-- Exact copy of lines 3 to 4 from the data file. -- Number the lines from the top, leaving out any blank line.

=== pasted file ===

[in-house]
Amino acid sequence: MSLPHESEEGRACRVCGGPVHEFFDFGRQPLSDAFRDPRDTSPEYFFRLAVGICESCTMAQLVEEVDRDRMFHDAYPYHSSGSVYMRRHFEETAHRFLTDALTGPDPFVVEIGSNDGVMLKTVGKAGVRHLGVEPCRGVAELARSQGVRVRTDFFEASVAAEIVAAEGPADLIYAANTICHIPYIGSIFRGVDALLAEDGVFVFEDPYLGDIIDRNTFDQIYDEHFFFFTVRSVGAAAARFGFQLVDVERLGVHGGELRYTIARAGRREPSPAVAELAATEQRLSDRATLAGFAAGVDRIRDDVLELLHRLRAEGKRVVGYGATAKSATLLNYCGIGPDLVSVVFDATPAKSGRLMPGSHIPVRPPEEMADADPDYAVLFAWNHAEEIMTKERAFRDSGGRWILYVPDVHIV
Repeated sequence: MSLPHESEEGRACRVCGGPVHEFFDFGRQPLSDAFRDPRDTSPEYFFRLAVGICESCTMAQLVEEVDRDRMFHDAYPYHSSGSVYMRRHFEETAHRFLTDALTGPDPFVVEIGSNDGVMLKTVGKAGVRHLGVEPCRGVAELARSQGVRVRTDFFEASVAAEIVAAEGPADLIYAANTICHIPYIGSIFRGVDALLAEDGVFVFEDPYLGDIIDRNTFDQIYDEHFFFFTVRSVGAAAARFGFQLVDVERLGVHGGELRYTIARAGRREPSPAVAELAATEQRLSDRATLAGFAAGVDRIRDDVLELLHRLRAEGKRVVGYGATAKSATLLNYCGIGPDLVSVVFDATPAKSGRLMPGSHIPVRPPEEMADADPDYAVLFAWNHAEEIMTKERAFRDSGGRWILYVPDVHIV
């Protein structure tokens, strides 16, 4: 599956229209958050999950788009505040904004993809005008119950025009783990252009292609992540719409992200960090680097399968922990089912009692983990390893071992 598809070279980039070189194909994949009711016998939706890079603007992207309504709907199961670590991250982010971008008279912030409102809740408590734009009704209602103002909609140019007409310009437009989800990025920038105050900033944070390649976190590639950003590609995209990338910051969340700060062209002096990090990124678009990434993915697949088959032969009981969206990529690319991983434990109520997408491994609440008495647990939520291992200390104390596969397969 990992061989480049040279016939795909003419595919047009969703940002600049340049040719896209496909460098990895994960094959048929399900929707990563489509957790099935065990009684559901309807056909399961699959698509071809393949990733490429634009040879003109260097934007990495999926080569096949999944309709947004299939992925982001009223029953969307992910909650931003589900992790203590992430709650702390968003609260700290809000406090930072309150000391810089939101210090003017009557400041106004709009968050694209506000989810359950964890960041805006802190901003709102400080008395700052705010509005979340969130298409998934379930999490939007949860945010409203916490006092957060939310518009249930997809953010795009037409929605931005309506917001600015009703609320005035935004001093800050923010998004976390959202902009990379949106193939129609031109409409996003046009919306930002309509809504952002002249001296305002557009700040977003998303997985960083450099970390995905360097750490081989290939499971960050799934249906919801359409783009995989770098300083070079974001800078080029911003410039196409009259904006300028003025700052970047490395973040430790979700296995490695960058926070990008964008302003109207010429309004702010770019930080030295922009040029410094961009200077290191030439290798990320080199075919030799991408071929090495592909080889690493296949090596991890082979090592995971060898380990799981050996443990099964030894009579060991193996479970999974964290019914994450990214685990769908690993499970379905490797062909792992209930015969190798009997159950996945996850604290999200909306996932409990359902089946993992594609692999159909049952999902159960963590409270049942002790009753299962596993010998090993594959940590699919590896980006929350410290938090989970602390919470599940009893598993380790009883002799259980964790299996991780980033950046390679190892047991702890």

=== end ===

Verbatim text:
Repeated sequence: MSLPHESEEGRACRVCGGPVHEFFDFGRQPLSDAFRDPRDTSPEYFFRLAVGICESCTMAQLVEEVDRDRMFHDAYPYHSSGSVYMRRHFEETAHRFLTDALTGPDPFVVEIGSNDGVMLKTVGKAGVRHLGVEPCRGVAELARSQGVRVRTDFFEASVAAEIVAAEGPADLIYAANTICHIPYIGSIFRGVDALLAEDGVFVFEDPYLGDIIDRNTFDQIYDEHFFFFTVRSVGAAAARFGFQLVDVERLGVHGGELRYTIARAGRREPSPAVAELAATEQRLSDRATLAGFAAGVDRIRDDVLELLHRLRAEGKRVVGYGATAKSATLLNYCGIGPDLVSVVFDATPAKSGRLMPGSHIPVRPPEEMADADPDYAVLFAWNHAEEIMTKERAFRDSGGRWILYVPDVHIV
């Protein structure tokens, strides 16, 4: 599956229209958050999950788009505040904004993809005008119950025009783990252009292609992540719409992200960090680097399968922990089912009692983990390893071992 598809070279980039070189194909994949009711016998939706890079603007992207309504709907199961670590991250982010971008008279912030409102809740408590734009009704209602103002909609140019007409310009437009989800990025920038105050900033944070390649976190590639950003590609995209990338910051969340700060062209002096990090990124678009990434993915697949088959032969009981969206990529690319991983434990109520997408491994609440008495647990939520291992200390104390596969397969 990992061989480049040279016939795909003419595919047009969703940002600049340049040719896209496909460098990895994960094959048929399900929707990563489509957790099935065990009684559901309807056909399961699959698509071809393949990733490429634009040879003109260097934007990495999926080569096949999944309709947004299939992925982001009223029953969307992910909650931003589900992790203590992430709650702390968003609260700290809000406090930072309150000391810089939101210090003017009557400041106004709009968050694209506000989810359950964890960041805006802190901003709102400080008395700052705010509005979340969130298409998934379930999490939007949860945010409203916490006092957060939310518009249930997809953010795009037409929605931005309506917001600015009703609320005035935004001093800050923010998004976390959202902009990379949106193939129609031109409409996003046009919306930002309509809504952002002249001296305002557009700040977003998303997985960083450099970390995905360097750490081989290939499971960050799934249906919801359409783009995989770098300083070079974001800078080029911003410039196409009259904006300028003025700052970047490395973040430790979700296995490695960058926070990008964008302003109207010429309004702010770019930080030295922009040029410094961009200077290191030439290798990320080199075919030799991408071929090495592909080889690493296949090596991890082979090592995971060898380990799981050996443990099964030894009579060991193996479970999974964290019914994450990214685990769908690993499970379905490797062909792992209930015969190798009997159950996945996850604290999200909306996932409990359902089946993992594609692999159909049952999902159960963590409270049942002790009753299962596993010998090993594959940590699919590896980006929350410290938090989970602390919470599940009893598993380790009883002799259980964790299996991780980033950046390679190892047991702890």